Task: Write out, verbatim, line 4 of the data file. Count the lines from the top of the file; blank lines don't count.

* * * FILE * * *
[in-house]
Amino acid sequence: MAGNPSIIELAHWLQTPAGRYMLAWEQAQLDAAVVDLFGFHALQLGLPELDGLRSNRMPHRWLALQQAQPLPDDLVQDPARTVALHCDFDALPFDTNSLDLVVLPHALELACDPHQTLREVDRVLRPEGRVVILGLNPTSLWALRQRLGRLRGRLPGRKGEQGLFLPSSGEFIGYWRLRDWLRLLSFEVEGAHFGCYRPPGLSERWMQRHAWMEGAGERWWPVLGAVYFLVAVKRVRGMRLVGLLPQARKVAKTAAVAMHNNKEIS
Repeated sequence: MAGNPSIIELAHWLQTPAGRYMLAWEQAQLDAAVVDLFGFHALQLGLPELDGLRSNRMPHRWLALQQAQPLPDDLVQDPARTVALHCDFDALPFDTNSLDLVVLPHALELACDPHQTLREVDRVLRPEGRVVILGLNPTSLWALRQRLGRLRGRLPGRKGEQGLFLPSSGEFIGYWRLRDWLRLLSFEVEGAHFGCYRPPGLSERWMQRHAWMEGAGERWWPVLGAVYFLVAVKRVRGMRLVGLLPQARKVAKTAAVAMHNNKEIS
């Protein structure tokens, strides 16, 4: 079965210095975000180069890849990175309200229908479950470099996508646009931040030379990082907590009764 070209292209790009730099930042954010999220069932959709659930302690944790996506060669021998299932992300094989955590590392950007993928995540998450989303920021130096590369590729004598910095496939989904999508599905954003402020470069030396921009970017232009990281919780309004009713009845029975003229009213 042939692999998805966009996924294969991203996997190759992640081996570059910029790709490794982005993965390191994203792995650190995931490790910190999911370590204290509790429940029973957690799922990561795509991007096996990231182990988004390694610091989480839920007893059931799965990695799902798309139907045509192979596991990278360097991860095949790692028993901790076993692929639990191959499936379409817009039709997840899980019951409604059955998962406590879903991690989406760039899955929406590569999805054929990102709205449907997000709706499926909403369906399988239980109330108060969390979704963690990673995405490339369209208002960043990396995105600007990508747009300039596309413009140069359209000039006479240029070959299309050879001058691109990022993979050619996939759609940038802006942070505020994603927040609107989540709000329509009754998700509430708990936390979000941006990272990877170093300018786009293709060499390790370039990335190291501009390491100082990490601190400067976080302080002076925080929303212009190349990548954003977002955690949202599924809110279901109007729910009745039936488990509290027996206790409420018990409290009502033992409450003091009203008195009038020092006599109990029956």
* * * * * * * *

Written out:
């Protein structure tokens, strides 16, 4: 079965210095975000180069890849990175309200229908479950470099996508646009931040030379990082907590009764 070209292209790009730099930042954010999220069932959709659930302690944790996506060669021998299932992300094989955590590392950007993928995540998450989303920021130096590369590729004598910095496939989904999508599905954003402020470069030396921009970017232009990281919780309004009713009845029975003229009213 042939692999998805966009996924294969991203996997190759992640081996570059910029790709490794982005993965390191994203792995650190995931490790910190999911370590204290509790429940029973957690799922990561795509991007096996990231182990988004390694610091989480839920007893059931799965990695799902798309139907045509192979596991990278360097991860095949790692028993901790076993692929639990191959499936379409817009039709997840899980019951409604059955998962406590879903991690989406760039899955929406590569999805054929990102709205449907997000709706499926909403369906399988239980109330108060969390979704963690990673995405490339369209208002960043990396995105600007990508747009300039596309413009140069359209000039006479240029070959299309050879001058691109990022993979050619996939759609940038802006942070505020994603927040609107989540709000329509009754998700509430708990936390979000941006990272990877170093300018786009293709060499390790370039990335190291501009390491100082990490601190400067976080302080002076925080929303212009190349990548954003977002955690949202599924809110279901109007729910009745039936488990509290027996206790409420018990409290009502033992409450003091009203008195009038020092006599109990029956």